Rain Barrels

Constructing a cistern large enough to supply potable indoor water is an ambitious project involving pumps, filters, UV purifiers, and very large and expensive tanks. We don’t want to discourage anyone from making an attempt at it, but for most urban homesteaders it won’t be economical or practical given the space requirements and weight of thousands of gallons of stored water. Thankfully, there are simpler strategies for harvesting...

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Homegrown Evolution in Chicago

...’s Green Roof Growers and LA’s Homegrown Evolution for a fun class on how to make a sub-irrigated planter (SIP) out of two buckets. As a bonus, meet Homegrown Evolution blogger and author Erik Knutzen, who will be co-teaching the class and signing copies of his book The Urban Homestead. Bring some gloves and learn how to make and plant your own SIP. Leave with everything you need for a summer of fresh heirloom tomatoes–all you add is about 6 hour...

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Press

Tools and Contacts for the Press Kelly and Erik and Jane the Chicken.  Photo credit: Caroline Clerc. Please feel free to use this screen-quality author photo as you like. See link below to a download a high-resolution version of this image for print. Basic Biography: Kelly Coyne and Erik Knutzen grow food, keep chickens, brew, bike, bake, and plot revolution from their 1/12-acre farm in the heart of Los Angeles. They are the keepers of the pop...

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Gardening Resources in Los Angeles County

Perhaps because the real estate market is heating up again, we’re getting a lot of requests for gardening resources in the Los Angeles area. It thought I’d list our favorite resources in this blog post that I can refer people to. But I need your help–please let me know in the comments if you know of a resource that I should have included. Soil Testing Wallace Labs. When you fill out the form check off the box for “Stand...

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Least Favorite Plant: Ficus benjamina

Photo by Elon Schoenholz While Ficus benjamina, a.k.a. “weeping fig”, is one of my least favorite trees, my most favorite photographer, Elon Schoenholz is currently posting a series of ficus tree images on his blog. Schoenholz, wisely, takes a neutral stance on this hot button tree describing Ficus as, “L.A.’s favorite underappreciated, unheralded, unfavorite curbside flora. I have no real love for these trees, per se, n...

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Coffee Chaff Chickens

A hen checks out her fluffy new digs: coffee chaff bedding Image shamelessly stolen from Lyanda Haupt’s Tangled Nest blog Mrs. Homegrown here: Deep litter in the chicken coop is good for chicken health, general aesthetics and good neighbor relations. Chickens need to scratch, so giving them lots of stuff to scratch is kind. It also absorbs odor and protects stray eggs from breakage. Even better, their constant scratching combines their...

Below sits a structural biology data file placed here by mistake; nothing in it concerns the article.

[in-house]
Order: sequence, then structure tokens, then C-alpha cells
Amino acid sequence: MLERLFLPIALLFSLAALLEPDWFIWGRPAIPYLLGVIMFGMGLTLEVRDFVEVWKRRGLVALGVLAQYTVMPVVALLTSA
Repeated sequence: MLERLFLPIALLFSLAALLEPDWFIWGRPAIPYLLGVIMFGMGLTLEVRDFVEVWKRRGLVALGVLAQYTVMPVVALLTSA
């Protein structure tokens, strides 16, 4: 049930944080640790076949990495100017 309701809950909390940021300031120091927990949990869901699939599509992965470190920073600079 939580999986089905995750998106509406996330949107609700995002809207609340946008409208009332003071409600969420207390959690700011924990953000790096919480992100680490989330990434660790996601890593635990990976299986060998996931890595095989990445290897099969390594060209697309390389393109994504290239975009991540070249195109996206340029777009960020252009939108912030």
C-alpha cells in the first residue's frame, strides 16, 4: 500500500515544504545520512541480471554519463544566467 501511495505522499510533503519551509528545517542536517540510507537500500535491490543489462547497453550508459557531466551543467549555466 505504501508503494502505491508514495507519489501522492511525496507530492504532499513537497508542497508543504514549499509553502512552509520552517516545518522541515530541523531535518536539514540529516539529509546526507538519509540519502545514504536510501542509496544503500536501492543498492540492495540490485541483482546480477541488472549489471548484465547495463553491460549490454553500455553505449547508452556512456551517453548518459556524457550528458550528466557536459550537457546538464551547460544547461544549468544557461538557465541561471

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How to Keep Skunks Out of the Yard

Skunks love to dig up our vegetables in search of grubs. Our late Doberman used to enjoy late night backyard skunk hunting expeditions which never ended well for him. For years I’ve used bird netting to keep them out of my vegetable beds. The problem with bird netting is that it’s a pain to work with–it catches on things, tangles up, and occasionally traps a bird. I hate the stuff. It took me 16 years to realize that I could ex...

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Erik Thoughtstylin’ in Urban Farm Magazine

Photo by Graham Keegan. Yes, those are medlars in the background. On the back page of Urban Farm magazine’s most recent issue–Sept./Oct 2011–Erik is asked to answer the question, “If you can only do one thing to boost your sustainability…” His answer follows. He was in high guru form that day. I hope Urban Farm will forgive me for lifting the whole quote: The action at the top of the to-do list on the...

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Urban Chicken Classes

Homegrown Neighbor here: If you are in L.A. come check out my Intro to Urban Chickens class this Saturday at The Learning Garden in Venice. More info at our Chicken Enthusiasts site. The class is just $10 and if you have never been to The Learning Garden it is a real treat. It is one of my favorite gardens in our fair metropolis. The class is at 10:30 am and will be followed by a general meeting of local chicken enthusiasts. If you aren’...

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Podcasts for the Urban Homesteader

Let’s face it, mainstream radio programming, both talk and music, stinks. Podscasting democratizes the medium. Anyone with a microphone and laptop can make and distribute a podcast and, while quality varies, there’s a huge amount of excellent, highly specialized programming available. So should be on the iPods of urban homesteaders? I’ve got a few suggestions: Survival Podcast We just appeared on this podcast, which is hosted...

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